In 1908, a discovery was made 40 miles outside of Outokumpu that triggered the formation of Outokumpu Oyj. A massive metallic boulder was found, prompting further analysis. Tests revealed that the giant orb contained valuable copper ore, carried, scientists theorized, by the movement of ice sheets during the most recent Ice Age. The glacial pattern of movement directed scientists northwest of the metallic boulder, toward the mysterious hill in Outokumpu. In 1910, test drilling at the hill confirmed the existence of a substantial copper ore deposit, leading to the establishment of a mining operation that formed the foundation for Outokumpu Oyj.

To add value to the ore at the hill, a small smelter was constructed alongside the mining operation, as preparations immediately commenced to turn the site into a commercial concern. Outokumpu Oyj experienced a somewhat fitful start to its business life, its birth giving rise to a divisive struggle over control. Finnish businessmen battled with government officials, with each side claiming ownership of the copper resources. The contentious debate was exacerbated by the hovering presence of foreign mining companies, who sniffed opportunity and tried to insinuate themselves into the picture. Operationally, the mining and smelting operations suffered at first from an insufficient number of employees with the technical acumen to solve problems that arose. When a certain aspect of the operations failed to work properly, the only recourse in many instances was to keep making adjustments until the problem was solved. It was a slow, sometimes painstaking, process, but eventually lessons were learned. By 1914, the company's first shipment was made: 60 metric tons of copper ingots sold in St. Petersburg, Russia.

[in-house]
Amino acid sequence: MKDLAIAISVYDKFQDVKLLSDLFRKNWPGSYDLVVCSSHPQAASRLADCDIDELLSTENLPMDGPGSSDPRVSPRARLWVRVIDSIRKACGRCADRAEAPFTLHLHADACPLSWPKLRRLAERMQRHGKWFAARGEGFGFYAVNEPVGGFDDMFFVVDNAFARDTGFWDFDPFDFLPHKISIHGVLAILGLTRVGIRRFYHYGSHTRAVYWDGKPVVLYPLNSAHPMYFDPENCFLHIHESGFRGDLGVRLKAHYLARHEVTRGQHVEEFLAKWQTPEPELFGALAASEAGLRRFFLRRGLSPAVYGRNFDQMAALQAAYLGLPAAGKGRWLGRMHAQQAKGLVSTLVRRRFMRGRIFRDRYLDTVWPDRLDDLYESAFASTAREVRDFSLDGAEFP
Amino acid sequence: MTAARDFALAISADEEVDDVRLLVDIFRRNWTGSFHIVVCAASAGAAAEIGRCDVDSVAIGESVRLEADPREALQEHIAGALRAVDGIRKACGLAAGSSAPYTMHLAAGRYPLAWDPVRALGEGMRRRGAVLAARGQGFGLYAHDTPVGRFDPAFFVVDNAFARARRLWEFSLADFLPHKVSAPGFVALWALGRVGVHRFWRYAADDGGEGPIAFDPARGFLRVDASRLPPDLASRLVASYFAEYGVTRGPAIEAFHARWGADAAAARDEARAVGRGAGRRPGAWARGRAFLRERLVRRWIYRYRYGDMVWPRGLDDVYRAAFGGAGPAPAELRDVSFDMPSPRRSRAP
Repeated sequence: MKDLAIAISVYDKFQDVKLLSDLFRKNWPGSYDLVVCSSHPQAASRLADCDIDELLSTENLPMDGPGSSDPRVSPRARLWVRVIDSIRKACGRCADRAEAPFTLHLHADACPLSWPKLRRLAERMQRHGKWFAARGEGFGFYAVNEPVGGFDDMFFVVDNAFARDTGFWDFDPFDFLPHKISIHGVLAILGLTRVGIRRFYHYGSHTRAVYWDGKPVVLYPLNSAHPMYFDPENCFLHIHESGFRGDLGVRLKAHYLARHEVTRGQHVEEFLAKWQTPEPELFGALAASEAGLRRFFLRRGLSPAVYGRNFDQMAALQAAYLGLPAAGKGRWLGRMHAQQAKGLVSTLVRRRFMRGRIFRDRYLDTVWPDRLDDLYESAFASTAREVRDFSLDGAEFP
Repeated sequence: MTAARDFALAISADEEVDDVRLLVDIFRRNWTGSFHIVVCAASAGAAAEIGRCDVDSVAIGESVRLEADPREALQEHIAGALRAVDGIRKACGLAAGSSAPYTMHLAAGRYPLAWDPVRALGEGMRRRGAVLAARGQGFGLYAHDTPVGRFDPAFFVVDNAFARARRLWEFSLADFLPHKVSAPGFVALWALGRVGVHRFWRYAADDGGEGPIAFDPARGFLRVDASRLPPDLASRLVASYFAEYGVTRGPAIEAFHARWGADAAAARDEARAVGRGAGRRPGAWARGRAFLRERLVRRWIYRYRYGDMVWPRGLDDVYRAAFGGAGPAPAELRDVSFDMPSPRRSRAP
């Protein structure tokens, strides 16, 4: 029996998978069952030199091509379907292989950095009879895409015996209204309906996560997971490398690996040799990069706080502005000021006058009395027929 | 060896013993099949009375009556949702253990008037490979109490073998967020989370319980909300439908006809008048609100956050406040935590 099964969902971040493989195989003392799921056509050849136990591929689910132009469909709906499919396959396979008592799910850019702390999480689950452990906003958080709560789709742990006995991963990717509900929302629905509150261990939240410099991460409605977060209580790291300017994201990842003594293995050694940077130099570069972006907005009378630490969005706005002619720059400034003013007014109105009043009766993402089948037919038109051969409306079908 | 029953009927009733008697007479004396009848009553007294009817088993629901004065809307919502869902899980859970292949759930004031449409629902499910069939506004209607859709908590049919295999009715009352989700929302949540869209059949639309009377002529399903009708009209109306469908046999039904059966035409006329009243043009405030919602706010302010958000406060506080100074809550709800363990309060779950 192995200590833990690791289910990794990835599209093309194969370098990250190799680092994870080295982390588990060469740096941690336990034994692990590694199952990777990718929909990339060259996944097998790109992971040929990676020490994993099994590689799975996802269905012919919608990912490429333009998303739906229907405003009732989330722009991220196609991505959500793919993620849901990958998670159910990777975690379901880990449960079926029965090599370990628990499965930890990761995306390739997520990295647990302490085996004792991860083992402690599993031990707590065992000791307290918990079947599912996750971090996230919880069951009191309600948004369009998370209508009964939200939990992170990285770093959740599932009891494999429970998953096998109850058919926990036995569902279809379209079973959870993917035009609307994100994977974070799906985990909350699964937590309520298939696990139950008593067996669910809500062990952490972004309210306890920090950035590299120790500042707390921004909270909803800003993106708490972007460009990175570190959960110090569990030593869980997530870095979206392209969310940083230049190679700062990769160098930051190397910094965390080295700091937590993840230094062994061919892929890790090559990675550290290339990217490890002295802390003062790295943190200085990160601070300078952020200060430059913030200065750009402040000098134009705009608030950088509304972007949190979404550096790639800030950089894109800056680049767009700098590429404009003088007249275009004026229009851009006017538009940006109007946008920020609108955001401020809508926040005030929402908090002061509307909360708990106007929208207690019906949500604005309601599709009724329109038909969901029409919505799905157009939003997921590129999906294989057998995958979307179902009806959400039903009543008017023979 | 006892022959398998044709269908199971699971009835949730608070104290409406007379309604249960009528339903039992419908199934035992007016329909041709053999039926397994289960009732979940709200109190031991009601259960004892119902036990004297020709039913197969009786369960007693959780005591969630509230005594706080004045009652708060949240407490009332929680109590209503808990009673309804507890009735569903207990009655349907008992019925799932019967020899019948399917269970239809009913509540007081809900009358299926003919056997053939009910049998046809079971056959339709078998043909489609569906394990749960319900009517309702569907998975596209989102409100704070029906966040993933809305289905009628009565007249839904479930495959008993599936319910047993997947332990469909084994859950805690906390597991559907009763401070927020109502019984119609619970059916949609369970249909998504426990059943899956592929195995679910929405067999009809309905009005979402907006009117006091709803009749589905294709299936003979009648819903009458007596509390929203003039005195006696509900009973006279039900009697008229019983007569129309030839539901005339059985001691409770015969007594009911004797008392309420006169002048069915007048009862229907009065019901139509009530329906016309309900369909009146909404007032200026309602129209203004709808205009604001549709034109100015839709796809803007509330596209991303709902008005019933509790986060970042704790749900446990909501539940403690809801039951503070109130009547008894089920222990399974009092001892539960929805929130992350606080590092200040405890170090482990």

Over time, the operational aspects of the smelting and mining operations improved, but the thorny question of ownership persisted. The individual responsible for solving this fundamental dilemma was Dr. Eero Makinen, the most influential figure during Outokumpu Oyj's development. Dr. Makinen joined the company as a 32-year-old mining engineer in 1918. Among his numerous contributions to the company, perhaps none was more important than his persistent effort to lend stability to the organization. During its first decade of existence, the company struggled in vain to secure private capital from Finnish sources, which left the company vulnerable to the covetous interests of foreign parties. In order to stave off a hostile takeover, Dr. Makinen argued strongly for government intervention, believing ownership by the Finnish state would end the threat of foreign mining concerns. Dr. Makinen prevailed, convincing the Finnish State to assume ownership of Outokumpu Oyj in 1924. It was not until 1932, however, that the company was formally incorporated.